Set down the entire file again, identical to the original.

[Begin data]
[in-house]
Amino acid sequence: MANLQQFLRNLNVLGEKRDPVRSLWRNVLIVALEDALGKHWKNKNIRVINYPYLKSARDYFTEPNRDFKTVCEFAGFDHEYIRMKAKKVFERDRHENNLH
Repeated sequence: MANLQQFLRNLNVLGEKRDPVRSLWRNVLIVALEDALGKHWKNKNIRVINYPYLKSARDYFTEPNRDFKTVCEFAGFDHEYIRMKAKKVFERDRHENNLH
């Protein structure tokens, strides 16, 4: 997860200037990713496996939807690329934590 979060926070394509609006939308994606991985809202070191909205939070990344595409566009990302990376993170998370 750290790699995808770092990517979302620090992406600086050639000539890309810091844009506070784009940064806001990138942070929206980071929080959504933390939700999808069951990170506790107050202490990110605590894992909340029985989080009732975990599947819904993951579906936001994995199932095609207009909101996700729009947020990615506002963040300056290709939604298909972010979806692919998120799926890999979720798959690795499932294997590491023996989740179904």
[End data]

[in-house]
Amino acid sequence: MANLQQFLRNLNVLGEKRDPVRSLWRNVLIVALEDALGKHWKNKNIRVINYPYLKSARDYFTEPNRDFKTVCEFAGFDHEYIRMKAKKVFERDRHENNLH
Repeated sequence: MANLQQFLRNLNVLGEKRDPVRSLWRNVLIVALEDALGKHWKNKNIRVINYPYLKSARDYFTEPNRDFKTVCEFAGFDHEYIRMKAKKVFERDRHENNLH
């Protein structure tokens, strides 16, 4: 997860200037990713496996939807690329934590 979060926070394509609006939308994606991985809202070191909205939070990344595409566009990302990376993170998370 750290790699995808770092990517979302620090992406600086050639000539890309810091844009506070784009940064806001990138942070929206980071929080959504933390939700999808069951990170506790107050202490990110605590894992909340029985989080009732975990599947819904993951579906936001994995199932095609207009909101996700729009947020990615506002963040300056290709939604298909972010979806692919998120799926890999979720798959690795499932294997590491023996989740179904």